“After hearing from Congressman Ratcliffe today, I believe he understands the challenges facing the Intelligence Community in the 21st century and is ready to work to meet them,” Burr said in a statement.
Concerns about partisanship
Some former intelligence officials were not as impressed with Ratcliffe’s performance.
Rolf Mowatt-Larssen, a former senior CIA official who once headed the agency’s Europe division, tweeted that Ratcliffe’s testimony on Russian election interference should be an “instant disqualification.”
Won't answer a question as to whether Russia interfered in the 2016 election is instant disqualification. This Hearing is a dance of the surreal. https://t.co/rmFWErfx5t— Rolf Mowatt-Larssen (@AmericanMystic) May 5, 2020
“Means he won’t defend IC (intelligence community) conclusions even when definitive,” Mowatt-Larssen added. “He can't be counted upon to stand up to Russia when US interests are threatened.”
Former Director of National Intelligence James Clapper, who served under President Barack Obama, told VOA before the hearing that Ratcliffe’s relationship with the intelligence agencies going forward bears watching.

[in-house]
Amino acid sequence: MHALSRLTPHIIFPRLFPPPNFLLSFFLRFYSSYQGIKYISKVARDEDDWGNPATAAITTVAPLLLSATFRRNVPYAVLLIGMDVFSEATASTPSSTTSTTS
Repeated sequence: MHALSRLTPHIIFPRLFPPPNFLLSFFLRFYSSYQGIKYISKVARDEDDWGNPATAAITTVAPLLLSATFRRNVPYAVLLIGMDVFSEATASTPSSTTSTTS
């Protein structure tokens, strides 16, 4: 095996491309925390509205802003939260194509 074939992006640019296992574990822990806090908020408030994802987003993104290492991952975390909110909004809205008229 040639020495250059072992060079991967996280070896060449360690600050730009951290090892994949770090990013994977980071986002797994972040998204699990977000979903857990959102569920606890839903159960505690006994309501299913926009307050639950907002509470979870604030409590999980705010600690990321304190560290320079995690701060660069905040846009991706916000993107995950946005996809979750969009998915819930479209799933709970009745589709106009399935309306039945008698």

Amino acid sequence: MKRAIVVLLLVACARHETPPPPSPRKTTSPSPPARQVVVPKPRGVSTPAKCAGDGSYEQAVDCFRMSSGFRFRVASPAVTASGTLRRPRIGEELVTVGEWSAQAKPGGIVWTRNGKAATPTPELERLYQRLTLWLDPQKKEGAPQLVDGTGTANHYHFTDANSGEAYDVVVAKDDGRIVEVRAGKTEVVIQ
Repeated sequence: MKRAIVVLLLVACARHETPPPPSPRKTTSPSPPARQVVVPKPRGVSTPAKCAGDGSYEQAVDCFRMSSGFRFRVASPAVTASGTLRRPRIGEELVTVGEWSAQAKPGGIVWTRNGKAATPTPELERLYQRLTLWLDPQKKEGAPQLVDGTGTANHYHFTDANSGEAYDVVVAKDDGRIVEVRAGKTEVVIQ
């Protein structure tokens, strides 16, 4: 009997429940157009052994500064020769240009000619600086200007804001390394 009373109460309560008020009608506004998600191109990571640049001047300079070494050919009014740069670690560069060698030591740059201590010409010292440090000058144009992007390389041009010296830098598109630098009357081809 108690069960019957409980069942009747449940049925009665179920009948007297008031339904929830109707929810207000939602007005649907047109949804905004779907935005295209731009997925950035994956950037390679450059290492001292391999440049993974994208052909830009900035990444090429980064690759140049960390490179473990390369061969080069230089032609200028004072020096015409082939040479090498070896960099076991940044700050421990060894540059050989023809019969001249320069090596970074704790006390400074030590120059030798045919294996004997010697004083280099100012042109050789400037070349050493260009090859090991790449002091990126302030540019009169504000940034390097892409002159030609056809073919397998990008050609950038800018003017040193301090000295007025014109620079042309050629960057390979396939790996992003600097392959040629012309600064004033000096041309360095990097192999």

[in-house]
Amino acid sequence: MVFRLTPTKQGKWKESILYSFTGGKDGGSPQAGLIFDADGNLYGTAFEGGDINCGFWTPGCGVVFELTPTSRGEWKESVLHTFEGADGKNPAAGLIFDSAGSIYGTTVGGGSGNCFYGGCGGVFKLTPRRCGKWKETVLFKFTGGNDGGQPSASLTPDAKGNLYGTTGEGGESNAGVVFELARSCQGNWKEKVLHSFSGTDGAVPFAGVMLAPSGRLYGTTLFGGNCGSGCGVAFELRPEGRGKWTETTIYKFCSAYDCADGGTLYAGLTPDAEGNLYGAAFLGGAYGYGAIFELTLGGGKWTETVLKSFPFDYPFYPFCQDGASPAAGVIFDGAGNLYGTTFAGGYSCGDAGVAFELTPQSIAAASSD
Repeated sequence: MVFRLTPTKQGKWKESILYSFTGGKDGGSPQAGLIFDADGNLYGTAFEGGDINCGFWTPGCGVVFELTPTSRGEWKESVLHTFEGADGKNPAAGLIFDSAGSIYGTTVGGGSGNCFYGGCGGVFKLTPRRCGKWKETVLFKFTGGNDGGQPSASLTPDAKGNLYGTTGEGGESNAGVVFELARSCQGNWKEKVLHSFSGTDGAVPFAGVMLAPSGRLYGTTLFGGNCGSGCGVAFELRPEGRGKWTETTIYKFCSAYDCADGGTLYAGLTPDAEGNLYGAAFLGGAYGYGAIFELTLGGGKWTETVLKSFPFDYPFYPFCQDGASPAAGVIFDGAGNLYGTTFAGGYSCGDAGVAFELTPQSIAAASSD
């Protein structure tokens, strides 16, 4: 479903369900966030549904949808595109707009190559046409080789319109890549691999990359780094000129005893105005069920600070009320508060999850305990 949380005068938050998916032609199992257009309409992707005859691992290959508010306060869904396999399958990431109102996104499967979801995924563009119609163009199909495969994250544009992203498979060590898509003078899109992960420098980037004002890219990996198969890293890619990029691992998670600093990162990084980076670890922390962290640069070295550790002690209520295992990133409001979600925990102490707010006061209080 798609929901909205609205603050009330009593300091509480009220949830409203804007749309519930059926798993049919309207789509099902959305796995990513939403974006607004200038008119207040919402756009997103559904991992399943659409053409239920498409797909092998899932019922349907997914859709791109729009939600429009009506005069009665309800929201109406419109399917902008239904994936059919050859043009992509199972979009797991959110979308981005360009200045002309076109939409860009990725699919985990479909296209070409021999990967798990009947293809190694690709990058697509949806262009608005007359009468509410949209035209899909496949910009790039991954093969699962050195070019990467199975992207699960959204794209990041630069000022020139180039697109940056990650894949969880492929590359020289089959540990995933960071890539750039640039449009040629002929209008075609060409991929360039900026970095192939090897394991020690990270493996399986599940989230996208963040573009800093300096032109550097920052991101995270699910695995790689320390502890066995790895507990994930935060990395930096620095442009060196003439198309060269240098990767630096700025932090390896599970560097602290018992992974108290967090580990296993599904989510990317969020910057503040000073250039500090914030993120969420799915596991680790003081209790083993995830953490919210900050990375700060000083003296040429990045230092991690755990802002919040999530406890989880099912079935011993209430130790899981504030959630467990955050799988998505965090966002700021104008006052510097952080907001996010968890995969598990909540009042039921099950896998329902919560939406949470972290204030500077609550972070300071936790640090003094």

“If he’s confirmed, we’ll have to see how he performs,” Clapper said. ”If he behaves as strictly a Trump loyalist, there will be a lot of blowback from the ranks.”
If confirmed, Ratcliffe would be the first permanent director of national intelligence since last August, when then-DNI Dan Coats resigned.
The post is currently filled by Richard Grenell, known as a Trump loyalist, who replaced former Acting Director Joseph Maguire.
Maguire was reportedly ousted after a top aide told lawmakers in a classified briefing that Russia was seeking to get Trump reelected.